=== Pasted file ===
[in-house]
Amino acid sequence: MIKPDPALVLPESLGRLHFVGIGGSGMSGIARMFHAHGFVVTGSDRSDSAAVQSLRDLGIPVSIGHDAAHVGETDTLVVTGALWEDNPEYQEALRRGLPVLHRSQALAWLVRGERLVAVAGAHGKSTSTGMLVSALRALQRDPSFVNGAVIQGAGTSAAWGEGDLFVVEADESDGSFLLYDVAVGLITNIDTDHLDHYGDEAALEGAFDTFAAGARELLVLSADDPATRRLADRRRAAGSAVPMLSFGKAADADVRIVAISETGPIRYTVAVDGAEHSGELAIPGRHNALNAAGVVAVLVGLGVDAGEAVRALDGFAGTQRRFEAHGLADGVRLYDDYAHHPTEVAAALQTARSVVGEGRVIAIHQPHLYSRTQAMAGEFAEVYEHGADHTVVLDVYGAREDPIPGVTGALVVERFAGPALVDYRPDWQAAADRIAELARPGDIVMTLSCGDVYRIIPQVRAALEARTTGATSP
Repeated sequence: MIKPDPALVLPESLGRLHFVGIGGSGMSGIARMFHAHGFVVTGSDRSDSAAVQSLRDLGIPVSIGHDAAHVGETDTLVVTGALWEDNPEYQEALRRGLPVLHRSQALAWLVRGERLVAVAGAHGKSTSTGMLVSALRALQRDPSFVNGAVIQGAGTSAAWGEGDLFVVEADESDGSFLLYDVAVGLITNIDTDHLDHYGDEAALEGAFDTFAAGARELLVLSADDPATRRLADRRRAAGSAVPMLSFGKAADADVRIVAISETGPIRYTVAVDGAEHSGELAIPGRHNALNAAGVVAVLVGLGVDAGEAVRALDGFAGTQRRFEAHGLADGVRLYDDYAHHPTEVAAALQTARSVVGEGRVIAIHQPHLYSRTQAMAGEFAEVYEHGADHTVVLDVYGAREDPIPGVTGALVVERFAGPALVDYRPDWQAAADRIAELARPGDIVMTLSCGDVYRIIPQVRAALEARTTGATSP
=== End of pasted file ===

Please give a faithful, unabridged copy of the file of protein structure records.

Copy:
[in-house]
Amino acid sequence: MIKPDPALVLPESLGRLHFVGIGGSGMSGIARMFHAHGFVVTGSDRSDSAAVQSLRDLGIPVSIGHDAAHVGETDTLVVTGALWEDNPEYQEALRRGLPVLHRSQALAWLVRGERLVAVAGAHGKSTSTGMLVSALRALQRDPSFVNGAVIQGAGTSAAWGEGDLFVVEADESDGSFLLYDVAVGLITNIDTDHLDHYGDEAALEGAFDTFAAGARELLVLSADDPATRRLADRRRAAGSAVPMLSFGKAADADVRIVAISETGPIRYTVAVDGAEHSGELAIPGRHNALNAAGVVAVLVGLGVDAGEAVRALDGFAGTQRRFEAHGLADGVRLYDDYAHHPTEVAAALQTARSVVGEGRVIAIHQPHLYSRTQAMAGEFAEVYEHGADHTVVLDVYGAREDPIPGVTGALVVERFAGPALVDYRPDWQAAADRIAELARPGDIVMTLSCGDVYRIIPQVRAALEARTTGATSP
Repeated sequence: MIKPDPALVLPESLGRLHFVGIGGSGMSGIARMFHAHGFVVTGSDRSDSAAVQSLRDLGIPVSIGHDAAHVGETDTLVVTGALWEDNPEYQEALRRGLPVLHRSQALAWLVRGERLVAVAGAHGKSTSTGMLVSALRALQRDPSFVNGAVIQGAGTSAAWGEGDLFVVEADESDGSFLLYDVAVGLITNIDTDHLDHYGDEAALEGAFDTFAAGARELLVLSADDPATRRLADRRRAAGSAVPMLSFGKAADADVRIVAISETGPIRYTVAVDGAEHSGELAIPGRHNALNAAGVVAVLVGLGVDAGEAVRALDGFAGTQRRFEAHGLADGVRLYDDYAHHPTEVAAALQTARSVVGEGRVIAIHQPHLYSRTQAMAGEFAEVYEHGADHTVVLDVYGAREDPIPGVTGALVVERFAGPALVDYRPDWQAAADRIAELARPGDIVMTLSCGDVYRIIPQVRAALEARTTGATSP